Cheers!
    Andrea
    NZ
     
  4. Pat Lamar

    Pat Lamar Well-Known Member Supporter

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    Location:
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    Ahhh... I didn't know your pelt questions had to do with Rex rabbits! The Rex fur market is the only viable one here in the U.S., but you have to know what you're doing. The market calls for already tanned, *adult* primed pelts and usually only in specific colors as deemed by the buyer(s). The big drawback for this market is... what do you do with the stewer carcass after taking the pelt? You would be responsible for the butchering, tanning and grading of the pelt, as well as shipping to the buyer. Last time I looked, Rex pelts were bringing around $14.00 each. May sound like a lot, but remember... it costs to raise the rabbits to an adult prime, and most say they're lucky to break even, even at this price.

    I strongly suggest that you make the effort to join the National Rex Club in order to get their guide book and newsletters. This is an ARBA chartered specialty club for that breed. See info below:

    NATIONAL REX RABBIT CLUB
    Bill Lorenz, 21840 S 116th Ave, New Lenox, IL 60451
    Ph: 815-469-5150 E-mail: Rexsecy@aol.com
    Membership: (1 yr) Adult or Youth $8.00 H/W $11.00 - (3 yr) Adult or Youth $19.00 - H/W $26.00 - Foreign add $10.00 per year surcharge.

    Be sure that you have the *standard* Rex and not the Mini Rex! Big differences in size! Also... a tip: WHITE will always have the best fur in Rex (I used to raise Rex rabbits). Attend a local rabbit show and question the Rex breeders, there. A listing of upcoming rabbit shows can be found on the ARBA web site at:

    http://www.arba.net

    Join a Yahoo group (free) for Rex rabbits and ask questions. Go to: http://Yahoo.com and click on "Groups," then type in Rex Rabbits in the search field.

    There is always a demand for the lovely Rex pelts and you should be able to create a local market instead of having to sell at wholesale prices to retail markets. But do your research, first! For example, there is a way of bringing a Rex rabbit into "prime" in the way it is fed, but the genetics for good, dense fur has to be there, too, so your breeding program needs to evolve around that. Good fur x good fur *usually* equals good fur, but a lot also has to do with what is in the background of the buck & doe. You can learn what "good" (e.g., dense) fur is by watching the judging of Rex rabbits.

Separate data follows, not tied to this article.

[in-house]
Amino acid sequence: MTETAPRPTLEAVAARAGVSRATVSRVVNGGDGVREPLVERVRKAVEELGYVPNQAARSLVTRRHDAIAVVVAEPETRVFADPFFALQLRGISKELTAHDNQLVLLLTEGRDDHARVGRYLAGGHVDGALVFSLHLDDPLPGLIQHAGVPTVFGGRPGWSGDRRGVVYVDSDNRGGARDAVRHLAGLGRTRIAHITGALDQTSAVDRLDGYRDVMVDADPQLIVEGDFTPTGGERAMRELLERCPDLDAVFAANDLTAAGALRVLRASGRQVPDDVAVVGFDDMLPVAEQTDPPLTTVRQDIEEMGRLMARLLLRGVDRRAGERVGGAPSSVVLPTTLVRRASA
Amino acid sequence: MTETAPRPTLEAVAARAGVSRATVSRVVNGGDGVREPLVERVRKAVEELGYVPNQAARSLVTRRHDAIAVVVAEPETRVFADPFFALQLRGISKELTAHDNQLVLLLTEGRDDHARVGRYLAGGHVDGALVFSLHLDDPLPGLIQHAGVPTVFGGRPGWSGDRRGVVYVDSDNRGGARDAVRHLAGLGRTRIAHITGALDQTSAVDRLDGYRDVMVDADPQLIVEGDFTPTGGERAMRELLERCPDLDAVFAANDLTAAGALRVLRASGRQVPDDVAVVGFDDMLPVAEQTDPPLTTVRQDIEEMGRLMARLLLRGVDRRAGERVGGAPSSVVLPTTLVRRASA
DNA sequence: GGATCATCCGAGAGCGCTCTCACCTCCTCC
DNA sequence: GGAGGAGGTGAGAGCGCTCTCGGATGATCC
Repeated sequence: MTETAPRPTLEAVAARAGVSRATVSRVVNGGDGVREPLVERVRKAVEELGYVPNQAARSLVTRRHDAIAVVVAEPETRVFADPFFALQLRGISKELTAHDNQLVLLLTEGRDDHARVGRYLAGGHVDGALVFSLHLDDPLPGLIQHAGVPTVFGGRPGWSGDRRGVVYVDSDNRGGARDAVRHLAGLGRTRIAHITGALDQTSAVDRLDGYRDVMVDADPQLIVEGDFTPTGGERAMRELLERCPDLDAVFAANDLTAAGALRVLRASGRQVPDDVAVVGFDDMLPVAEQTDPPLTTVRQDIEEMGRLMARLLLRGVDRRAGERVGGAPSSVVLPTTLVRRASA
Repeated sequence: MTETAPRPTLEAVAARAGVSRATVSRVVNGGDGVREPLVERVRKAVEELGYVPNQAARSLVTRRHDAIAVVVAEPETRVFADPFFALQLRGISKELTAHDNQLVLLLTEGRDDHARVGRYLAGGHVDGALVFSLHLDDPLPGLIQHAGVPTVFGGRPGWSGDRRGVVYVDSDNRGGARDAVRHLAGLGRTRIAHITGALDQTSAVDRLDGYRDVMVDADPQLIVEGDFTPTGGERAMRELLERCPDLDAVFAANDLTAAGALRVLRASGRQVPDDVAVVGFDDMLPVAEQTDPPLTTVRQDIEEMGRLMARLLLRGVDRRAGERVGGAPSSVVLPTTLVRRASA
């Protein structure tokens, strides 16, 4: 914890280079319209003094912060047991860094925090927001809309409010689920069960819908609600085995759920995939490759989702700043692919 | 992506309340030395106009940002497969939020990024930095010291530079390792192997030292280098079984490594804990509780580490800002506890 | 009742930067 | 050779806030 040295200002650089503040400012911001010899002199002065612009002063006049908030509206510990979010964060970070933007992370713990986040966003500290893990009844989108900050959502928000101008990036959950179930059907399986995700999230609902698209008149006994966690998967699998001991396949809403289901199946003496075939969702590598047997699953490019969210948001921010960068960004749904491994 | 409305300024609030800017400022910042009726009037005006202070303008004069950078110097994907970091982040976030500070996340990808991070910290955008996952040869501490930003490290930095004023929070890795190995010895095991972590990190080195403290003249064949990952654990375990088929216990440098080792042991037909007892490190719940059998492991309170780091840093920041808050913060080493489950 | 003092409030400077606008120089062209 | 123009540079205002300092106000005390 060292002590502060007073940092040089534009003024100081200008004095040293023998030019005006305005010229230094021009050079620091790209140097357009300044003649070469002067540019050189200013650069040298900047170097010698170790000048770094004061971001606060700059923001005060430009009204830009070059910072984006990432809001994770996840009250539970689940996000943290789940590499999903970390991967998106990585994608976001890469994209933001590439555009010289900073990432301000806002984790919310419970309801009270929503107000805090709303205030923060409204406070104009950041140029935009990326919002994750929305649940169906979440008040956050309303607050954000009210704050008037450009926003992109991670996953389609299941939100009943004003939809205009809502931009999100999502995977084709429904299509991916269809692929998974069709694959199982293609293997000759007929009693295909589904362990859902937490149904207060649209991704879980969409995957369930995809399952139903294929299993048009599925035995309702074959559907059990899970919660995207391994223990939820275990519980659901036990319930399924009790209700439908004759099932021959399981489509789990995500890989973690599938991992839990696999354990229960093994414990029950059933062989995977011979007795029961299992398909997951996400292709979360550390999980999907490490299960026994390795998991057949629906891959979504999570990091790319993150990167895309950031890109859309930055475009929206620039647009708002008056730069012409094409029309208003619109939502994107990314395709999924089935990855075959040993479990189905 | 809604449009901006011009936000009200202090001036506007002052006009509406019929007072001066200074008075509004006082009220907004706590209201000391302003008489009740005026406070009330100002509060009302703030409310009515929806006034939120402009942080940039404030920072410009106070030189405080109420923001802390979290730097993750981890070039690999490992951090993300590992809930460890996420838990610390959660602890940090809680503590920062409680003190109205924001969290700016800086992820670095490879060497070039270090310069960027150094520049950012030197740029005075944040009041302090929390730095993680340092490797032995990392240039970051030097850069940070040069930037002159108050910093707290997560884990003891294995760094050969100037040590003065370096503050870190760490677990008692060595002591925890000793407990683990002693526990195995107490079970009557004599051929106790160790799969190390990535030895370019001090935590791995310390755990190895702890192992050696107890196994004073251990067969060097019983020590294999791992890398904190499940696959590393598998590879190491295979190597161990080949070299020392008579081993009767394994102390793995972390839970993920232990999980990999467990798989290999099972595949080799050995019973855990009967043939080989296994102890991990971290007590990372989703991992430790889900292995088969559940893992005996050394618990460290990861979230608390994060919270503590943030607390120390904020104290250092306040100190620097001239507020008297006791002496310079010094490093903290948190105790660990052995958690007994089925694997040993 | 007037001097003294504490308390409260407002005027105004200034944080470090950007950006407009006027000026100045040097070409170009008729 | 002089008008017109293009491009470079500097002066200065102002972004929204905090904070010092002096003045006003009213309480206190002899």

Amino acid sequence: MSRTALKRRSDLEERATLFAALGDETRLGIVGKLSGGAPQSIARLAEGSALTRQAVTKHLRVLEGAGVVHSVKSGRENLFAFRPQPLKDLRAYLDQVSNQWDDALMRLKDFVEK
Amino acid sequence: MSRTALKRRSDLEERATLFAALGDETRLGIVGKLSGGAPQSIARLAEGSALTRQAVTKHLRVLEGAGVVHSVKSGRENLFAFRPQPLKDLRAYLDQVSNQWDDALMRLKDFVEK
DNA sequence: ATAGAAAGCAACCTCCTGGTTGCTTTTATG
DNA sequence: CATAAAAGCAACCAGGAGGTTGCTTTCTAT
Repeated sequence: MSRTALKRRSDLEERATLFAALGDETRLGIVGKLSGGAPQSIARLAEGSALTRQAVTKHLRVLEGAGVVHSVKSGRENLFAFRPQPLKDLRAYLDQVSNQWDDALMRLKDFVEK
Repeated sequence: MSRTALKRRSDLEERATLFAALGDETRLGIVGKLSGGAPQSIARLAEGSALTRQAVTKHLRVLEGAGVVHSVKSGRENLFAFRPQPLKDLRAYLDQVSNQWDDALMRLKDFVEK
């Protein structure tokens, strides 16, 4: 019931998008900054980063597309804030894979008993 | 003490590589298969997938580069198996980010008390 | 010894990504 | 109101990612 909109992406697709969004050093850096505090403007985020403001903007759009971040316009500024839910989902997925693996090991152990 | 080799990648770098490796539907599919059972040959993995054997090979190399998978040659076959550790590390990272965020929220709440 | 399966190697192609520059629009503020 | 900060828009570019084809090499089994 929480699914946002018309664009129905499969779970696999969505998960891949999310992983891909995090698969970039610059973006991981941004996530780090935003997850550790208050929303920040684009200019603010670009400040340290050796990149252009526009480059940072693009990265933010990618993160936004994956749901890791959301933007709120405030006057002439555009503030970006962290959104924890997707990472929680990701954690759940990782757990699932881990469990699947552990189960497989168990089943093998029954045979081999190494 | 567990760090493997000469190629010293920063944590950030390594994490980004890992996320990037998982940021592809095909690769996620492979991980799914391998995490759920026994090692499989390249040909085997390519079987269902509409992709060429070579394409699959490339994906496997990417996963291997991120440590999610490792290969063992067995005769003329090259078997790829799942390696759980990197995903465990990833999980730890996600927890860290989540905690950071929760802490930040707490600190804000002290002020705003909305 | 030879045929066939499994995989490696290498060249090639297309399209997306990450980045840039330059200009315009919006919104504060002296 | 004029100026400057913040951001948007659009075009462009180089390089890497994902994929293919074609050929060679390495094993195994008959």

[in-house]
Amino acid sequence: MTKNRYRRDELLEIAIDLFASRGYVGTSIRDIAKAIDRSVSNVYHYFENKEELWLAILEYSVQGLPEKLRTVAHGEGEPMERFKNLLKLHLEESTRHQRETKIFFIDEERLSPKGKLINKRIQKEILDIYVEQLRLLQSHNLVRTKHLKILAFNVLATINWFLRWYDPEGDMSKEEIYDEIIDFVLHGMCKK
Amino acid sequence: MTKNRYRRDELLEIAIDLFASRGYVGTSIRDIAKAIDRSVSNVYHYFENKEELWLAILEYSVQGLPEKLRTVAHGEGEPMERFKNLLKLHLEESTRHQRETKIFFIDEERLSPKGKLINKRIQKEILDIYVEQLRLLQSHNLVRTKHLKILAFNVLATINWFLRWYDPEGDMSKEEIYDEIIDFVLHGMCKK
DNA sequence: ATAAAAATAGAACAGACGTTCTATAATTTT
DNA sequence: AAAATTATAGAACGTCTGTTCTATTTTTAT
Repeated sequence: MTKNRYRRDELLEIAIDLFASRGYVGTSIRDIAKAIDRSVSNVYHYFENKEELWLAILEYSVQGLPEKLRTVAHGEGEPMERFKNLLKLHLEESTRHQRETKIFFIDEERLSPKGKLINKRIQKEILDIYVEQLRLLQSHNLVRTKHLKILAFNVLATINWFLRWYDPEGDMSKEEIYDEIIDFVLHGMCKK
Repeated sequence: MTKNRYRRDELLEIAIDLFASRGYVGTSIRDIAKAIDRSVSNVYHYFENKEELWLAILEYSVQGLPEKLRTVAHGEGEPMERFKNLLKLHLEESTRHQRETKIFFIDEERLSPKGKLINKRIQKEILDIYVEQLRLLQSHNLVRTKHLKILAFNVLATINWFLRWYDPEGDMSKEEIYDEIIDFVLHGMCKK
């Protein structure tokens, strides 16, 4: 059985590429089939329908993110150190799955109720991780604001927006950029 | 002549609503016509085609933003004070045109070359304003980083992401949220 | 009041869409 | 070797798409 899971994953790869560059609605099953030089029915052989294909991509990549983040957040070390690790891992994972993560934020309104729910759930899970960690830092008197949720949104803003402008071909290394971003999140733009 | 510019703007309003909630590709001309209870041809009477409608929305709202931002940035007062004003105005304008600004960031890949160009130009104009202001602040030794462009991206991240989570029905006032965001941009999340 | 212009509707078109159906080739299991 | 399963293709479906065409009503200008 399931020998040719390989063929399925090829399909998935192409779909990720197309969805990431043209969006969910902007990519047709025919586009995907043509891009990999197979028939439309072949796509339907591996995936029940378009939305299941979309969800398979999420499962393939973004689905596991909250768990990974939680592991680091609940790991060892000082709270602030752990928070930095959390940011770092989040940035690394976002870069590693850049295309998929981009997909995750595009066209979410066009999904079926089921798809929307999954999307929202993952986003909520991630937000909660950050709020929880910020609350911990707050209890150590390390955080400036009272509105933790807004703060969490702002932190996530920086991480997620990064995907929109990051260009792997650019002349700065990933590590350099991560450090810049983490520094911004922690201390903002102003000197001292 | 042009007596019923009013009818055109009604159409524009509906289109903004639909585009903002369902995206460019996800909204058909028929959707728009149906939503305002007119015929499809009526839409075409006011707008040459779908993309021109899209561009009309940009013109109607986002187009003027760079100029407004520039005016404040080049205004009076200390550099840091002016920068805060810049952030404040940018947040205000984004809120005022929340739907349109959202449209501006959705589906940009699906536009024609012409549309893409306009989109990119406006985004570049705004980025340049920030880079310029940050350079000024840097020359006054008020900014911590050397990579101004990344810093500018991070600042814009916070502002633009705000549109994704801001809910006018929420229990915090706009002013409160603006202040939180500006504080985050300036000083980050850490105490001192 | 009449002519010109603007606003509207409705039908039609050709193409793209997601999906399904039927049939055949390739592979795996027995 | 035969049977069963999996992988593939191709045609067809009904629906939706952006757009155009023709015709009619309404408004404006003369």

I sure hope this all helps.

    Pat Lamar
    President
    Professional Rabbit Meat Association
    http://www.prma.org/
     
  5. Thumper/inOkla.

    Thumper/inOkla. Well-Known Member

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    Location:
    centeral Okla. S of I-40, E of I-35
    I have found a way to tell girls from boys better than the stardard "push the skin back and see if it pokes out" I have been wondering why no books mention it, the does will have scent glands on each side of their organ, the bucks have a bald spot where the testicals develop, My first litter looked like 2 does for 13 weeks, then at 14 weeks one looked male one female, two weeks later it turns out both are male, and more experienced rabbit people than me thought that one was female too! Once I realized this I had no trouble telling the boys from the girls with the second litter.